The following project descriptions are of systems that we will attempt to construct this summer. Additional project ideas may be added in the near future.
This project is an extension of work that was done at Biosource Genetics Corporation in 1990. What we would like to do is program bacteria to produce melanin in response to a red light stimulus. This inducible melanin production has various applications including making melanin for monitoring cellular processes. In this way, melanin would serve as a biomarker or indicator similar to the GFP but would be easily visible to the naked eye.
- Melanin production in Escherichia coli from a cloned tyrosinase gene by Della-Cioppa G, Garger SJ, Sverlow GG, Turpen TH, Grill LK.
- Synthetic biology: engineering Escherichia coli to see light by Levskaya A, Chevalier AA, Tabor JJ, Simpson ZB, Lavery LA, Levy M, Davidson EA, Scouras A, Ellington AD, Marcotte EM, Voigt CA.
During one of our brainstorming sessions we were discussing possible biosensors and came up with a fairly practical project idea: an ethylene biosensor. Why sense ethylene? Mature fruit produce and release ethylene as they ripen. Measuring the concentration of gaseous ethylene on or near the surface of the ripening fruit would allow for the indirect measurement of its degree of ripeness.
- The ethylene gas signal transduction pathway: a molecular perspective by Johnson PR, Ecker JR.
- Molecular biology of fruit maturation and ripening by Giovannoni J.
- Association of the Arabidopsis CTR1 Raf-like kinase with the ETR1 and ERS ethylene receptors by Karen L. Clark
- The ethylene-receptor family from Arabidopsis structure and function by Anthony B. Bleecker
- A strong constitutive ethylene-response phenotype conferred on Arabidopsis plants containing null mutations in the ethylene receptors ETR1 and ERS1 by Xiang Qu
- The Arabidopsis Book by G. Eric Schaller
Synthetic Biological Clock
The synthetic biological clock was one of our earliest project ideas and involves the coupling of Elowitz and Leibler's repressilator system to some actuator such as fluorescence or aroma generation. We would like to link MIT's 2006 iGEM project to the repressilator and create an aroma therapy clock in addition to linking green, yellow and red fluorescent proteins to the repressilator to make a molecular traffic light. Future applications of controlled synthetic oscillatory systems include internal, autonomous drug delivery technology.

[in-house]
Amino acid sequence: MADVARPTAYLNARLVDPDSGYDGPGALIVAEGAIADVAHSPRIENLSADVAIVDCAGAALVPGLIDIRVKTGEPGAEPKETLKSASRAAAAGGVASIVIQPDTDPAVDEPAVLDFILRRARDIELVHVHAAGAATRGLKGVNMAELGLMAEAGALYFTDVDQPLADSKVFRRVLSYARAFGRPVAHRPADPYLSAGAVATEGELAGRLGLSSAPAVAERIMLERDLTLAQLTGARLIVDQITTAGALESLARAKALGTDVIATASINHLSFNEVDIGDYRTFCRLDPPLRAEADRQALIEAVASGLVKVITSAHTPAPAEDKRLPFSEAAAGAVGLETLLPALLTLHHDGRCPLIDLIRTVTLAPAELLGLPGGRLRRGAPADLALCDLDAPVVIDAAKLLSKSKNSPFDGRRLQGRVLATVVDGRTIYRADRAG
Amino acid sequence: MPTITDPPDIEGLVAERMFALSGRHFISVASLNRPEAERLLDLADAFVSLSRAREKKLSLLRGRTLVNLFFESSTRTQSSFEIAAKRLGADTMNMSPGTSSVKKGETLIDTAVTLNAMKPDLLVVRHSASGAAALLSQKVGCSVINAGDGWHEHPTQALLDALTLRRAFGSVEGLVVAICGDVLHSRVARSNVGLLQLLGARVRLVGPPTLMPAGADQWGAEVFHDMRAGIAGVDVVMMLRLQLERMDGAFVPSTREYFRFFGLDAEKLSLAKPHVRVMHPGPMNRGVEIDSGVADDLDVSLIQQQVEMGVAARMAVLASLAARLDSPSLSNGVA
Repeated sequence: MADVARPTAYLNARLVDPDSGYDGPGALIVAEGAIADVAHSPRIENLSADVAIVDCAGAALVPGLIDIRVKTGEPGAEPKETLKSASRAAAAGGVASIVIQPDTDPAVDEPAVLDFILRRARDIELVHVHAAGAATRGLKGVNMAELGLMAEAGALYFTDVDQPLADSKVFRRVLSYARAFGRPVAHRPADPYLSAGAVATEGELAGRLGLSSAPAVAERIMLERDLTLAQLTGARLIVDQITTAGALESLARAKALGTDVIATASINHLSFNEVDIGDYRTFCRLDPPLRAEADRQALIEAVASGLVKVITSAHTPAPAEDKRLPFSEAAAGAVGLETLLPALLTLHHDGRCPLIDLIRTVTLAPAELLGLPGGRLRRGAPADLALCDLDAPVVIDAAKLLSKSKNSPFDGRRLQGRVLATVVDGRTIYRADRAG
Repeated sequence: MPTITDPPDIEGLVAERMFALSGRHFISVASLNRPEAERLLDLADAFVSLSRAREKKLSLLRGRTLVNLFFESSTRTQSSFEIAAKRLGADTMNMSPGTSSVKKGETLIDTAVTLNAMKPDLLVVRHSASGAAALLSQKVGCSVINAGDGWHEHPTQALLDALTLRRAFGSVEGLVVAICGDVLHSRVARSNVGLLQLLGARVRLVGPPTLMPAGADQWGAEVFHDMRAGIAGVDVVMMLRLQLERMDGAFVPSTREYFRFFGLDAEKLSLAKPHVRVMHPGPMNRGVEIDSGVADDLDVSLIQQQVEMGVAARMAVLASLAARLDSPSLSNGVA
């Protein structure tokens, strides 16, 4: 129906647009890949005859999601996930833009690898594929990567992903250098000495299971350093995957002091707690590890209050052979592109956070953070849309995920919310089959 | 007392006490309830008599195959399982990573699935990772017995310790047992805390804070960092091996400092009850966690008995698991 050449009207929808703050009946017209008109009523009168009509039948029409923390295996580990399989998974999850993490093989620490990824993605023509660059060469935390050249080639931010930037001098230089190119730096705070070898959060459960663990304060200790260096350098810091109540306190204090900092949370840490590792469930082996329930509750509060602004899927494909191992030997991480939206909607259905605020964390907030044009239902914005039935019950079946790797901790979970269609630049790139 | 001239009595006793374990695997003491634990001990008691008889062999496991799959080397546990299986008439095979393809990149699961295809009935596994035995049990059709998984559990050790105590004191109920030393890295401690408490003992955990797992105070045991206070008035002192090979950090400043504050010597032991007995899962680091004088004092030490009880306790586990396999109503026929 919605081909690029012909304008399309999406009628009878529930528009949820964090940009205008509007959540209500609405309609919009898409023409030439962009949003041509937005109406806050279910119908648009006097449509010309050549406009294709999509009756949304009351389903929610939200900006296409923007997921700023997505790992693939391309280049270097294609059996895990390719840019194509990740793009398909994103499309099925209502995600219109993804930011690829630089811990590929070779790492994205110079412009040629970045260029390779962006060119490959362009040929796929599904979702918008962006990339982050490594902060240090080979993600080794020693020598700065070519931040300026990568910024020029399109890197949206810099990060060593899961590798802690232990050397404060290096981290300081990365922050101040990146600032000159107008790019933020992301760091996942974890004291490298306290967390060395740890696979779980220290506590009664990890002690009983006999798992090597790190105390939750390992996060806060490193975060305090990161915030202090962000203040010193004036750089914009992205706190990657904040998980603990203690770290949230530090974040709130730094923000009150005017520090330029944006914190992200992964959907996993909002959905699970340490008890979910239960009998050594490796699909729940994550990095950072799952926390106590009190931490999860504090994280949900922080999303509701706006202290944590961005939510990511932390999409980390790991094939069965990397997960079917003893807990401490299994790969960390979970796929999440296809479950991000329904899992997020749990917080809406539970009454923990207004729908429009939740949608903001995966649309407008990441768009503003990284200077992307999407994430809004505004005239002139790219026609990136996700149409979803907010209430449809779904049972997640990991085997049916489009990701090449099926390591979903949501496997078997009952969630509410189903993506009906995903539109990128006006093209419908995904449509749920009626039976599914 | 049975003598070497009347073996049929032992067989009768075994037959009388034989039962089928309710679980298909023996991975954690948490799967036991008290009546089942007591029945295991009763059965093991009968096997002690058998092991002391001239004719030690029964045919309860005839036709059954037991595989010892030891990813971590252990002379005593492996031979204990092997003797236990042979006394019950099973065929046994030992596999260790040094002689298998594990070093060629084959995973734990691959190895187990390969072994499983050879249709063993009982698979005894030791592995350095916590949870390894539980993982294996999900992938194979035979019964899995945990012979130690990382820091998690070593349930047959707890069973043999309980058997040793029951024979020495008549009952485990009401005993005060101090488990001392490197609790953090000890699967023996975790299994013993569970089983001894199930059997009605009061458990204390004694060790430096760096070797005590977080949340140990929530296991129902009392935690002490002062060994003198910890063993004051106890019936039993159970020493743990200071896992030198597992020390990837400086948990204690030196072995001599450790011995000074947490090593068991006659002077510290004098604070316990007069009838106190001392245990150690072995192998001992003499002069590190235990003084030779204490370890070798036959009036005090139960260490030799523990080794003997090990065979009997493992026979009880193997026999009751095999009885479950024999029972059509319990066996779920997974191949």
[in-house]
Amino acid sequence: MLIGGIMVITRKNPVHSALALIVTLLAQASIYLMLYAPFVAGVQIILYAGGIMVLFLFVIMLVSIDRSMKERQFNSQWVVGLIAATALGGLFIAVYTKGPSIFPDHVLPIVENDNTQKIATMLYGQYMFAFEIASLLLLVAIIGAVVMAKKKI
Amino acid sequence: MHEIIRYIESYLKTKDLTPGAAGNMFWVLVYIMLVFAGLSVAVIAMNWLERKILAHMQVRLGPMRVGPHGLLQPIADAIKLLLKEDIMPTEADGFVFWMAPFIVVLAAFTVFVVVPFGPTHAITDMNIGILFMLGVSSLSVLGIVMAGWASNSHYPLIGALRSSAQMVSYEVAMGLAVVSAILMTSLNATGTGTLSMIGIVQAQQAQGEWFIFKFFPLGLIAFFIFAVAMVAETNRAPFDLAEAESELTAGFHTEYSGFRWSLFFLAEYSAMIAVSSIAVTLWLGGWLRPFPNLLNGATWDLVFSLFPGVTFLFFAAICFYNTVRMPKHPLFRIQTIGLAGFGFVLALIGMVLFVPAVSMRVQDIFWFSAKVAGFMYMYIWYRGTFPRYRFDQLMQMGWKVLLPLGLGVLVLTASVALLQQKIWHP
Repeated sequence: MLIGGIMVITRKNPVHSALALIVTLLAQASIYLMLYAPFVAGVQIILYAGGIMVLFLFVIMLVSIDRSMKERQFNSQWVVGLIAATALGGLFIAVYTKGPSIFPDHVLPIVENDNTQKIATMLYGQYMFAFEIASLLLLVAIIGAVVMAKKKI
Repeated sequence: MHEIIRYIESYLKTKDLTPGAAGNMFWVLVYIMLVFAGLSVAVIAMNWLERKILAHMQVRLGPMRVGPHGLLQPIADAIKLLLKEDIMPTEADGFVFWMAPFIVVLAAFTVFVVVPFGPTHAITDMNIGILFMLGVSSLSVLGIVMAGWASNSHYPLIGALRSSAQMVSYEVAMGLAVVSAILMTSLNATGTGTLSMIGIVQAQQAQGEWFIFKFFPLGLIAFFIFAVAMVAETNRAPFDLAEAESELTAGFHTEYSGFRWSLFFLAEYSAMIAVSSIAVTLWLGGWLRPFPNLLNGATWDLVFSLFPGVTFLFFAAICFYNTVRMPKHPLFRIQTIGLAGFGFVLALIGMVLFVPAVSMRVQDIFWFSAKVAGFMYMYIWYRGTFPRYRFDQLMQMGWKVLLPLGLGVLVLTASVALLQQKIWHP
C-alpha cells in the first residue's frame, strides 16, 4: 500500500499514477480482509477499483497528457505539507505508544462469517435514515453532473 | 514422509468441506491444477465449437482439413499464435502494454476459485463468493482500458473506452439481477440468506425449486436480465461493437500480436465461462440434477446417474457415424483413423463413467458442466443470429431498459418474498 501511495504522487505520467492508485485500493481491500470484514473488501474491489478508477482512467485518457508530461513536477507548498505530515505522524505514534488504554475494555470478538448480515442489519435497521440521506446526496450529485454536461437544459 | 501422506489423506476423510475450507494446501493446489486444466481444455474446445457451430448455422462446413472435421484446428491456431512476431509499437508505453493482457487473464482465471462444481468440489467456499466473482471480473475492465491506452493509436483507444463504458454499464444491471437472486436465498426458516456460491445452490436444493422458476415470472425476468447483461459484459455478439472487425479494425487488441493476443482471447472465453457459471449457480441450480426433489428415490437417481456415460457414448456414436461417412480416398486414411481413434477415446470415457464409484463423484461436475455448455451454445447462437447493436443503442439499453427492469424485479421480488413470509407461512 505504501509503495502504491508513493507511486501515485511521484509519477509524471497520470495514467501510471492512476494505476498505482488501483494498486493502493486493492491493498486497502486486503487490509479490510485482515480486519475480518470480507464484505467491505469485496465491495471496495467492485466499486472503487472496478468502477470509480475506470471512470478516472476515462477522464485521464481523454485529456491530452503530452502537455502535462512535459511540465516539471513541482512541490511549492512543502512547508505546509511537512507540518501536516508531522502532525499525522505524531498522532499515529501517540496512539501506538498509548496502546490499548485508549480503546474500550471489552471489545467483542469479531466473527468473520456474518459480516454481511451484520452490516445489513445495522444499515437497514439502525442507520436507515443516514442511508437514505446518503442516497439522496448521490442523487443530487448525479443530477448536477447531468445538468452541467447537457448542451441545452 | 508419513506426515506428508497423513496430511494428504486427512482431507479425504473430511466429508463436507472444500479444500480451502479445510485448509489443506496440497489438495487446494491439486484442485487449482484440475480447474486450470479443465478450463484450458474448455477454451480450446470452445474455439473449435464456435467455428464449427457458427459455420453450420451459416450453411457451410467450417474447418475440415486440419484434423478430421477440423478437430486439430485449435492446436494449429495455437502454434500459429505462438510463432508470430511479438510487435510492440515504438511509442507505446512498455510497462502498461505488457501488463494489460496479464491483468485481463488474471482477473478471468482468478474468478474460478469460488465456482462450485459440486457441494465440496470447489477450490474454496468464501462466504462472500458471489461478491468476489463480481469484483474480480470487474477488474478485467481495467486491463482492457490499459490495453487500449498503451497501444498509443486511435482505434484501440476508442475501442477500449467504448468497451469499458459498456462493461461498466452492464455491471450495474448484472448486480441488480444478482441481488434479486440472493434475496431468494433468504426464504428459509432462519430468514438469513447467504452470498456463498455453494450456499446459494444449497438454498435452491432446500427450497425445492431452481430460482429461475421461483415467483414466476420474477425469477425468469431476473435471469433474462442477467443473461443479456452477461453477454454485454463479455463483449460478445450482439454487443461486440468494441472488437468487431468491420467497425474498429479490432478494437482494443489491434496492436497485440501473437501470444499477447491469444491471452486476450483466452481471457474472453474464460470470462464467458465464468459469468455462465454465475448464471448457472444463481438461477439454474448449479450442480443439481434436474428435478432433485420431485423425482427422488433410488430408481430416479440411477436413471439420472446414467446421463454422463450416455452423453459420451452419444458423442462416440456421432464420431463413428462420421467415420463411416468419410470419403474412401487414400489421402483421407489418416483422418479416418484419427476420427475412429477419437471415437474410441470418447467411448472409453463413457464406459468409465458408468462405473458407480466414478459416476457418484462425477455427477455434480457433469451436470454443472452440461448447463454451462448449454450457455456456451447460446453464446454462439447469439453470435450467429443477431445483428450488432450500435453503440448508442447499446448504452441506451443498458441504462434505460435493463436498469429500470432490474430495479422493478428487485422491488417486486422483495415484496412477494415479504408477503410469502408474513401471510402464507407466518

- A synthetic oscillatory network of transcriptional regulators by Elowitz MB, Leibler S.
- MIT's 2006 iGEM Project
This system incorporates the idea of the repressilator on a larger scale, using three distinct cell types that are chemically isolated from each other (i.e., not sharing medium) and are each equipped with genes that enable bioluminescence and photosensing. Cell type 1 is bioluminescent at a particular wavelength (e.g., blue). Cell type 2 produces yellow bioluminescence unless it perceives blue light. Cell type 3 produces bioluminescence at yet another wavelength (e.g., green) unless it senses yellow light. Green light represses cell type 1 blue bioluminescence. Thus, engineered cell-cell communication with light is possible, creating a "wireless" repressilator system.
Natural phototaxis systems can be exploited to direct engineered bacteria to target areas within the body. These living machines are programmed so that once they have arrived, they produce and secrete their payload (e.g., VEGF).
Coming up with alternative fuels is a real-world problem. We're interested in using cheap, renewable feedstock to power efficient biofuel production. More to come!